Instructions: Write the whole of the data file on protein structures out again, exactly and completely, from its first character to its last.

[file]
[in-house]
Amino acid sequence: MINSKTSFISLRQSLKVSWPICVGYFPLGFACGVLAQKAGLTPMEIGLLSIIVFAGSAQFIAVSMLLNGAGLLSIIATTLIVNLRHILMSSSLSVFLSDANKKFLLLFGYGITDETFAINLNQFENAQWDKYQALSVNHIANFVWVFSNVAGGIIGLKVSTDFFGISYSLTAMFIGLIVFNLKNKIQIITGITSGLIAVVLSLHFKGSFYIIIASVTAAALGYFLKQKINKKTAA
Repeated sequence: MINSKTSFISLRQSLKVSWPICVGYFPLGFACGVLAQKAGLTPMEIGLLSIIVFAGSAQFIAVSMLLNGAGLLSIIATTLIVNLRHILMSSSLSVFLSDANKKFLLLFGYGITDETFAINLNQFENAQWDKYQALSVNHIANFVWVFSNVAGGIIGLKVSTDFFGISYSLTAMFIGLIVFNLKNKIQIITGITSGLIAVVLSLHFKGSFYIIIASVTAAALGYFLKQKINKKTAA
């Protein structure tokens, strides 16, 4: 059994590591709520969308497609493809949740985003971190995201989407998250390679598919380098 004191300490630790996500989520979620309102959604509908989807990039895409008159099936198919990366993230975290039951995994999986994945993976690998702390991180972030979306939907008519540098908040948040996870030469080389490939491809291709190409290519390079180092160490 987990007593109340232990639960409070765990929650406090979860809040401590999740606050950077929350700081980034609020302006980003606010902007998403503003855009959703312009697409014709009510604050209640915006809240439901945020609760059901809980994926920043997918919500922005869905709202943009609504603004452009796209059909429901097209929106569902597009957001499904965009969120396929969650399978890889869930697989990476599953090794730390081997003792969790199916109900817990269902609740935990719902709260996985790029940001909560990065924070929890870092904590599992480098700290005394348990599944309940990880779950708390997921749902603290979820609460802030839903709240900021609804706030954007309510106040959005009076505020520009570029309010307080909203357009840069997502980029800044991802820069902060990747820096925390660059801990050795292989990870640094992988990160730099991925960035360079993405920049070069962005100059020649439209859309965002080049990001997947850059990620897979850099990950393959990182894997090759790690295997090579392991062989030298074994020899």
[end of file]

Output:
[in-house]
Amino acid sequence: MINSKTSFISLRQSLKVSWPICVGYFPLGFACGVLAQKAGLTPMEIGLLSIIVFAGSAQFIAVSMLLNGAGLLSIIATTLIVNLRHILMSSSLSVFLSDANKKFLLLFGYGITDETFAINLNQFENAQWDKYQALSVNHIANFVWVFSNVAGGIIGLKVSTDFFGISYSLTAMFIGLIVFNLKNKIQIITGITSGLIAVVLSLHFKGSFYIIIASVTAAALGYFLKQKINKKTAA
Repeated sequence: MINSKTSFISLRQSLKVSWPICVGYFPLGFACGVLAQKAGLTPMEIGLLSIIVFAGSAQFIAVSMLLNGAGLLSIIATTLIVNLRHILMSSSLSVFLSDANKKFLLLFGYGITDETFAINLNQFENAQWDKYQALSVNHIANFVWVFSNVAGGIIGLKVSTDFFGISYSLTAMFIGLIVFNLKNKIQIITGITSGLIAVVLSLHFKGSFYIIIASVTAAALGYFLKQKINKKTAA
């Protein structure tokens, strides 16, 4: 059994590591709520969308497609493809949740985003971190995201989407998250390679598919380098 004191300490630790996500989520979620309102959604509908989807990039895409008159099936198919990366993230975290039951995994999986994945993976690998702390991180972030979306939907008519540098908040948040996870030469080389490939491809291709190409290519390079180092160490 987990007593109340232990639960409070765990929650406090979860809040401590999740606050950077929350700081980034609020302006980003606010902007998403503003855009959703312009697409014709009510604050209640915006809240439901945020609760059901809980994926920043997918919500922005869905709202943009609504603004452009796209059909429901097209929106569902597009957001499904965009969120396929969650399978890889869930697989990476599953090794730390081997003792969790199916109900817990269902609740935990719902709260996985790029940001909560990065924070929890870092904590599992480098700290005394348990599944309940990880779950708390997921749902603290979820609460802030839903709240900021609804706030954007309510106040959005009076505020520009570029309010307080909203357009840069997502980029800044991802820069902060990747820096925390660059801990050795292989990870640094992988990160730099991925960035360079993405920049070069962005100059020649439209859309965002080049990001997947850059990620897979850099990950393959990182894997090759790690295997090579392991062989030298074994020899």